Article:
Roberto Bolaño’s The Insufferable Gaucho was a very odd and dark collection of stories and essays. Published in 2003 (Bolaño’s death year) the book reads like a cry for help or some kind of acceptance of his constant health decline. There are a lot of little comments in the more conventionally successful stories that highlight the loneliness of the artist, the question of the work’s lifespan, and how a chronic illness ultimately eats this artist’s capability to create. There’s a kind of surprise in the final pages of having read the work that’s very similar to the reveal in a genre piece like “Police Rat” but it’s also frighteningly intimate and it left me contemplating art’s longevity and what one must abandon to rigorously create anything.

I read Adrian Tomine’s Optic Nerve comics which were alright. There were a few longer ones that I really liked but they struck me as things that needed time to work on me. A number of stories in the first 3 volumes are hopelessly juvenile but I enjoyed his dark takes on one’s need for emotional connection as well as the bravery in realizing when to move on despite relocation pains.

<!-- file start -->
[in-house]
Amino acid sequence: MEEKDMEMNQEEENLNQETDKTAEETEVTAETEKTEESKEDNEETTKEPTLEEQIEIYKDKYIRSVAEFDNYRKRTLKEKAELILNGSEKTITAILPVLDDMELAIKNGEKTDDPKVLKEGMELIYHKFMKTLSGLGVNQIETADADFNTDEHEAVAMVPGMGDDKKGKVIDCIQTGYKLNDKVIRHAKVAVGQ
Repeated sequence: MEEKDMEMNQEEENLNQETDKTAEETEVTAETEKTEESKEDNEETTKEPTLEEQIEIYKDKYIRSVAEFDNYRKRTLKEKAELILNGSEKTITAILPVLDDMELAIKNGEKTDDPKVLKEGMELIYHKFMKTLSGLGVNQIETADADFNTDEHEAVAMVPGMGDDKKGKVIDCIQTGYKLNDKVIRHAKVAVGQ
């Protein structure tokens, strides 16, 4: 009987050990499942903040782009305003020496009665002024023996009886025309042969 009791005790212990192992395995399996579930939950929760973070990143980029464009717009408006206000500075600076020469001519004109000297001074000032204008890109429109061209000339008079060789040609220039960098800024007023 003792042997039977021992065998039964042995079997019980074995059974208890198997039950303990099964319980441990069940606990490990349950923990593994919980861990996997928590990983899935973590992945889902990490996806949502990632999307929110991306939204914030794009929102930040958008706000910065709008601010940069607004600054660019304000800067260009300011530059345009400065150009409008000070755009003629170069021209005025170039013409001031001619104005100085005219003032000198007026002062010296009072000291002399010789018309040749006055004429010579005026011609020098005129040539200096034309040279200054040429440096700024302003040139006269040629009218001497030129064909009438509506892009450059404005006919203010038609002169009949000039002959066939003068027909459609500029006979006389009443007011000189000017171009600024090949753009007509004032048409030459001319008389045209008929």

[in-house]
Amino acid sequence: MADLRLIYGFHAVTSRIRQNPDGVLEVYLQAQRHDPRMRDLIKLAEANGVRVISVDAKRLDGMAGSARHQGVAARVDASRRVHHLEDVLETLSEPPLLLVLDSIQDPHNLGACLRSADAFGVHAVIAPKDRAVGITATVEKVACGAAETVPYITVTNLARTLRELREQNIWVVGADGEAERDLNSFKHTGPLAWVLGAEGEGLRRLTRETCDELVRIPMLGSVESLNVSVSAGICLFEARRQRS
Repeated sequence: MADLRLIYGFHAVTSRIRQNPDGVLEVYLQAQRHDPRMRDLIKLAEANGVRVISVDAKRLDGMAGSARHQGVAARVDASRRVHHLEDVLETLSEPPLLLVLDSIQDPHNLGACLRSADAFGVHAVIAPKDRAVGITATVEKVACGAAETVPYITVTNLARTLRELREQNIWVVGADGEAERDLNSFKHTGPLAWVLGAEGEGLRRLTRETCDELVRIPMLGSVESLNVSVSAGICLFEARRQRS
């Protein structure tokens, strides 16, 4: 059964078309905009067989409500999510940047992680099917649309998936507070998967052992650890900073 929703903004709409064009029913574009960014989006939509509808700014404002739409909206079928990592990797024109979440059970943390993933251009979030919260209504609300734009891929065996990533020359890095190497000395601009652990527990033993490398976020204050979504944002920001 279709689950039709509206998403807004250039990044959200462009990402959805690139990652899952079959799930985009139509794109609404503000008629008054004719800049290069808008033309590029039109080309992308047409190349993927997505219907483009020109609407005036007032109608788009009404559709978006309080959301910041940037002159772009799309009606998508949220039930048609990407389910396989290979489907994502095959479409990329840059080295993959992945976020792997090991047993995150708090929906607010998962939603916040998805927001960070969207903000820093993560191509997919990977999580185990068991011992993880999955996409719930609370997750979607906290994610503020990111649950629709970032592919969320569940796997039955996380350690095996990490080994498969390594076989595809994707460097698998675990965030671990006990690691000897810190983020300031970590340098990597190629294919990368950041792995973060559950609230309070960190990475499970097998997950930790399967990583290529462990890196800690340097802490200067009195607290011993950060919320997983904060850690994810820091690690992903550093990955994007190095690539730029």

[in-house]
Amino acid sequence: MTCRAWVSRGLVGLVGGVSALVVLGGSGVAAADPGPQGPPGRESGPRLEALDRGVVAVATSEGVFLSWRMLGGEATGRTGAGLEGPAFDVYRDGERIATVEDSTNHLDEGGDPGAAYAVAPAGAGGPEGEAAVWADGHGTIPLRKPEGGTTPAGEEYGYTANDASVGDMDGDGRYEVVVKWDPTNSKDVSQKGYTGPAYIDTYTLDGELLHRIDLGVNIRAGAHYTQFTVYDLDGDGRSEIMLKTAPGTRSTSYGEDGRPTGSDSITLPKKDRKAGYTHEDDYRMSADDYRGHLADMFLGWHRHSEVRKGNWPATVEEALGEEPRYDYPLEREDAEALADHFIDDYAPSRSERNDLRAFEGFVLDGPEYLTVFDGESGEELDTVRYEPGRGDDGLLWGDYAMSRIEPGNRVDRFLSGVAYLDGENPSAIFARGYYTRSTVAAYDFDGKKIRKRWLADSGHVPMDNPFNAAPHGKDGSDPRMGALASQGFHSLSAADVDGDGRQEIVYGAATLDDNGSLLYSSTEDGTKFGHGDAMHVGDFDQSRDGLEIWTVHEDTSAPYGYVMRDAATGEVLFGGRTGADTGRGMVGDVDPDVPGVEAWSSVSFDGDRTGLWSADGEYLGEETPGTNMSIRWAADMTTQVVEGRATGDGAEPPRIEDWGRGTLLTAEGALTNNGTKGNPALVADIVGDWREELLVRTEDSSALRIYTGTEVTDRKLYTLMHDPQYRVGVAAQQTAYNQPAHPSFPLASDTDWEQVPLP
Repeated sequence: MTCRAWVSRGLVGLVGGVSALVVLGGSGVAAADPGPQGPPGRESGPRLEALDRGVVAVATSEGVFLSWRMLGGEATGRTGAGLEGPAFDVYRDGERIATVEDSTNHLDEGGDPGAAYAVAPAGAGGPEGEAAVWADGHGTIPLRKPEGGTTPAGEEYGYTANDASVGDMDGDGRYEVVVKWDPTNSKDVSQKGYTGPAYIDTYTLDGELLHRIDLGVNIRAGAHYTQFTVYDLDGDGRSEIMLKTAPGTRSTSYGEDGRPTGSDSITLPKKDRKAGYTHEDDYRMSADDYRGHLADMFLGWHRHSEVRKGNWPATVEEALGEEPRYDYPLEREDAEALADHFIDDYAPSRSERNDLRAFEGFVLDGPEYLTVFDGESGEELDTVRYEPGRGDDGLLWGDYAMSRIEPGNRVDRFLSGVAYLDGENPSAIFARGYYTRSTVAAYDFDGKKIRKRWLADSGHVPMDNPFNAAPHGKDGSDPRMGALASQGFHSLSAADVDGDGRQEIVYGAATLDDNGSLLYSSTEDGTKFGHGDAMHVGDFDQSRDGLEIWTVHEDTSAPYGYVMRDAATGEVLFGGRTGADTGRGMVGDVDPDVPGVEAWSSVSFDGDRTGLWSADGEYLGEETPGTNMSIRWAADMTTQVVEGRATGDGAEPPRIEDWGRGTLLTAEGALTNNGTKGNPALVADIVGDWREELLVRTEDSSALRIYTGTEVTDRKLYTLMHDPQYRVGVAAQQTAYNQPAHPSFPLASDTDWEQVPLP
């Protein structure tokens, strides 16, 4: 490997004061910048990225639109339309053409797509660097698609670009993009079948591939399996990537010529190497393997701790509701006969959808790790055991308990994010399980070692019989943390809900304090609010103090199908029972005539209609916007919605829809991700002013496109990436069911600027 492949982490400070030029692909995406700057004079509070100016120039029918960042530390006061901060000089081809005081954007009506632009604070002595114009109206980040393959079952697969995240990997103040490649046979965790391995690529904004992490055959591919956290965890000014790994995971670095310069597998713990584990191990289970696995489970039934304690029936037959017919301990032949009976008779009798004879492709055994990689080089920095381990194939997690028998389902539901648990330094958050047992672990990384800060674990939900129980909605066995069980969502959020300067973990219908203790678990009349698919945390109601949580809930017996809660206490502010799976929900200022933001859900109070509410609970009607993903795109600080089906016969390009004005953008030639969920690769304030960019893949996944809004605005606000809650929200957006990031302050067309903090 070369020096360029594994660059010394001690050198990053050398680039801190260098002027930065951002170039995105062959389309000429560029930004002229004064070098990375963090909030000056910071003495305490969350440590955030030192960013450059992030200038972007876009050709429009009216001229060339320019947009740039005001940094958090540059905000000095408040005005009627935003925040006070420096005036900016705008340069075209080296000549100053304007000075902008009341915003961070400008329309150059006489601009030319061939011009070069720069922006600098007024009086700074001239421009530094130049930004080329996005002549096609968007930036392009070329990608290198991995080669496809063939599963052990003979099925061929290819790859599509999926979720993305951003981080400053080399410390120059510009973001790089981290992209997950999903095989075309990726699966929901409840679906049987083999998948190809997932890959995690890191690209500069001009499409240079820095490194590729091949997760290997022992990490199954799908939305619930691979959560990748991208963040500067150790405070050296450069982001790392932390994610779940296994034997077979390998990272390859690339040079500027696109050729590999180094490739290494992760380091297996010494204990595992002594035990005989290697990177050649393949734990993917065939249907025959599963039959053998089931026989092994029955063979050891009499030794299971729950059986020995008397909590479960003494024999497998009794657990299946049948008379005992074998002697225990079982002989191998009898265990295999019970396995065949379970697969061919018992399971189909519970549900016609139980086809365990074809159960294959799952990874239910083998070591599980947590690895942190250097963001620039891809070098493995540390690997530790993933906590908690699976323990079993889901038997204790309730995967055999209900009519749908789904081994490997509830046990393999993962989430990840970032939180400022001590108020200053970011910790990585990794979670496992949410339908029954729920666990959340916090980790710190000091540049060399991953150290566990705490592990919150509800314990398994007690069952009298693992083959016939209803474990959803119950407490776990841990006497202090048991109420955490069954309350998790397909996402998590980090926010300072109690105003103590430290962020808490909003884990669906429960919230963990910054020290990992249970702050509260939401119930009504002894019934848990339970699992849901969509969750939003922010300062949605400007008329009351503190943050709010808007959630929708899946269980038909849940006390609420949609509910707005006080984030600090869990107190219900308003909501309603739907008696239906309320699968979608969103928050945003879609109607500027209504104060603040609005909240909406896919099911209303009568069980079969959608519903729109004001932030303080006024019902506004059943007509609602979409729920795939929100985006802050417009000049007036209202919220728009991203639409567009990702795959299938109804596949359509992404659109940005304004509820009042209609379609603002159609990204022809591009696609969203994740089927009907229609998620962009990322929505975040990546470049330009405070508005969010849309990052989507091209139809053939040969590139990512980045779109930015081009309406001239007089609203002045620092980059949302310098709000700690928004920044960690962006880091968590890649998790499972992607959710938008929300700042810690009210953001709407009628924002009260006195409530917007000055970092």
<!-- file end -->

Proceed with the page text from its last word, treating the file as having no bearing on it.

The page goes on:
Asterios Polyp surprised me and blew me away. The thing actually feels like an art object and I loved it. The integration of text with the images delighted me after a few years of exploring comics that draw a line between images and narration/dialogue/words. The whole thing overwhelmed me with maturity and I was happy I spent the hours reading it. Highly recommended.

I enjoyed An Episode in the Life of a Landscape Painter by César Aira. A few moments put me in awe and while I like the occasional metaphors and the characters’ foolish devotion to art compelling but I’m not sure there were enough moments for me to be head over heels for it.